Among the toughest challenges in education is keeping at-risk youngsters from dropping out of school. That does not mean institutions specializing in the task should not be required to meet some state requirements, however.
More than 18,000 Ohio children attend special "dropout recovery" charter schools, which are private institutions receiving government funding. Perhaps in recognition of the difficulty of coaching such youngsters through to graduation, state officials exempted such schools from some rules governing other institutions, both public and private. Among the exemptions is one that saves the dropout-recovery schools from being closed down if they do not meet certain criteria for academic achievement.
Gov. John Kasich has proposed removing that exemption. He believes dropout-recovery schools should be held to performance standards, too.
Without state funding, most of the state's 74 dropout-recovery schools would be forced out of business. In addition to some federal funding, the state gives them $5,653 a year for each pupil.
Proponents of the schools insist they ought to be given some breaks on performance standards, simply because of what they do. They are correct about that.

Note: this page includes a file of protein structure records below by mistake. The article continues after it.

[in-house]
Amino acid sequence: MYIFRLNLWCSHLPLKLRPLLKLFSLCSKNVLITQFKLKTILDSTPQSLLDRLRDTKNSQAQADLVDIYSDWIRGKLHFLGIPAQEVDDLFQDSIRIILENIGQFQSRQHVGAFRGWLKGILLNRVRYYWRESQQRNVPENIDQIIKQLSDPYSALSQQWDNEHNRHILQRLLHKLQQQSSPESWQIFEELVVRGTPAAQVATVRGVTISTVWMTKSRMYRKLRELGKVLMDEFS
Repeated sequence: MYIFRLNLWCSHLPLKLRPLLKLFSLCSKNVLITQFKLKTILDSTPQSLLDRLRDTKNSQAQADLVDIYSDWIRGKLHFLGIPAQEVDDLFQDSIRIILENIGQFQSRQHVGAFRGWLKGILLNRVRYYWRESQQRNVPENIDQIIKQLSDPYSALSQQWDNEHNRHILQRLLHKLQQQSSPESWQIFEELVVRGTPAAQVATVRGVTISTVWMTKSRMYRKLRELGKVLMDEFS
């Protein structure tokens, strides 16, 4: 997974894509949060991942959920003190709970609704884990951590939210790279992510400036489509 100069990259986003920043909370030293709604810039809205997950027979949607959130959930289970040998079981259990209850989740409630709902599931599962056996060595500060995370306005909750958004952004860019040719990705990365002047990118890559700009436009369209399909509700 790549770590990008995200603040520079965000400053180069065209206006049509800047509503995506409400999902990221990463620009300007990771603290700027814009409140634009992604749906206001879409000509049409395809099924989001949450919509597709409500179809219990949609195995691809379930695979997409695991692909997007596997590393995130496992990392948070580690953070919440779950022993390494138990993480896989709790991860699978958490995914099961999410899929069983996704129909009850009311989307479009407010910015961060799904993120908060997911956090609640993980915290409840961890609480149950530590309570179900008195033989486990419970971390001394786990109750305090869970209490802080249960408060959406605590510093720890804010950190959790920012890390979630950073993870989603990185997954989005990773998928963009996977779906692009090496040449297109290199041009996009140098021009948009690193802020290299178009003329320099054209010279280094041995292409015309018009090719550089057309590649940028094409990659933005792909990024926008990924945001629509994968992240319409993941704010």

As public educators know, students thinking of dropping out of school are among the most difficult children to handle. Many are failing already. Some - and, it is important to note, their parents - just don't care. Convincing them diplomas are important, then getting them back into an academic groove, can be exceedingly challenging.
Still, simply handing over checks for taxpayers' money to schools that claim to be addressing the headache is not wise.
Indeed, allowances need to be made for the type of students in classes at dropout-recovery schools. But the governor is right that some standards should be devised and enforced. Legislators, after careful examination of the situation, should enact such rules.